What is mediation?
Mediation is the process of “assisted negotiation.” In the context of a divorce or other family dispute, mediation is often a cost-effective and forward-thinking alternative to litigation (hiring lawyers and going to court). Those involved in a dispute retain one or more neutral mediators, whose entire job it is to assist in the resolution process and to help find common ground. Mediation is voluntary, private and confidential. A cornerstone to the process is that those involved retain complete control over their issues, rather than giving the issues over to third parties, such as judges or divorce lawyers. These differences from traditional family law litigation are what often draw people to mediation, since keeping control of these very personal and emotional issues can be so crucial to those involved.
Melissa Mondschain Mediation Partners practices solely in the area of family mediation. They are committed to assisting those in conflict to reach their goals, resolve their issues, and move forward in their lives.
What type of complimentary skills and traits make for effective Mediators?
Although the mediation process is largely handled out of court, many of the issues involved in family disputes are of a legal and business nature. Additionally, and somewhat unique to issues involving the family, they can be highly charged emotionally and often very personal. For a Mediator team to be fully effective, the Mediators would therefore be experienced in areas relating to law and business, as well as in areas focused on the emotional well being of all those involved, including children and other family members.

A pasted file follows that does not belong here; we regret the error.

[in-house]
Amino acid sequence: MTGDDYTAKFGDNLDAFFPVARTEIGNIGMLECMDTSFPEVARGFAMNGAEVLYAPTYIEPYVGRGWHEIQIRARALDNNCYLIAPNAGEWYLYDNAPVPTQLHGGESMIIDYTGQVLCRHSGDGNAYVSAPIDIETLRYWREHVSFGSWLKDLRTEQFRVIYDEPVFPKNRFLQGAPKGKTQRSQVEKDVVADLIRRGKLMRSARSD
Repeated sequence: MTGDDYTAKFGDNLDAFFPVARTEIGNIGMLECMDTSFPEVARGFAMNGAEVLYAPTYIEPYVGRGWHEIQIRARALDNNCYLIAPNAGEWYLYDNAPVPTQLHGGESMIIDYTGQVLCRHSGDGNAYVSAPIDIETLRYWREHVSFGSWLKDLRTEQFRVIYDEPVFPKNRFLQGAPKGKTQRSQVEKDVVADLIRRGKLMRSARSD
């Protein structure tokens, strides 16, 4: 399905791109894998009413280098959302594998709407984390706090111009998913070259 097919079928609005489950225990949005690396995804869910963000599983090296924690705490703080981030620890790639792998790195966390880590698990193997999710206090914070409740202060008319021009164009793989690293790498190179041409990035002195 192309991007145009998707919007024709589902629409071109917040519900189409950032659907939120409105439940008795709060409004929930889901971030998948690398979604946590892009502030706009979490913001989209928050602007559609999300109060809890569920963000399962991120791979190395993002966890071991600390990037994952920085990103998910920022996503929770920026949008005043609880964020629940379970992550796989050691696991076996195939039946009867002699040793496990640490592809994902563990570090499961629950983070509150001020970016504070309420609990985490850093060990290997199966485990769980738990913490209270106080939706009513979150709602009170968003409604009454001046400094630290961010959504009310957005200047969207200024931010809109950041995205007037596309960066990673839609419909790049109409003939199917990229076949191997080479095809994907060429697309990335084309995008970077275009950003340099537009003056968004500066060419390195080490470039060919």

Is Mediation confidential?
Mediation is both confidential and private.
Do people using Mediation have lawyers?
Typically, Mediators recommend that those going through the process each be represented by his/her own lawyer. There likely will be various legal issues that present during the mediation process, and even though a mediator may be an attorney, he/she is not serving as an attorney during the mediation process and does not represent any party’s interests.
Who attends the mediation sessions?
Both parties and the Mediator is present during the sessions. Some Mediators may at times hold sessions with one party individually. Further, there can be times when attorneys and/or others are present, with the approval of all parties and the Mediators.
Is the length of the mediation process pre-determined, and how often are the sessions?
The length of the process can vary, except in circumstances where a court has ordered a set time frame. Typically, at the onset of the process, once the issues are laid, out the Mediators may be able to offer a prediction regarding how long the mediation may take. However, due to the fact that each set of issues is unique and subject to changing circumstances, estimating can be difficult. Each session will typically last for two hours, with some sessions requiring slightly more or less time depending on the circumstances. Mediations can be scheduled weekly, monthly or variably depending on the needs and availability of the participants.
Is Mediation less costly than going to court?
In many cases, mediation can be far less expensive than traditional litigation. Since the parties retain control over the process, they can more easily monitor both costs and time spent. Further, the collateral costs associated with the process can be far less than going to court to resolve a dispute.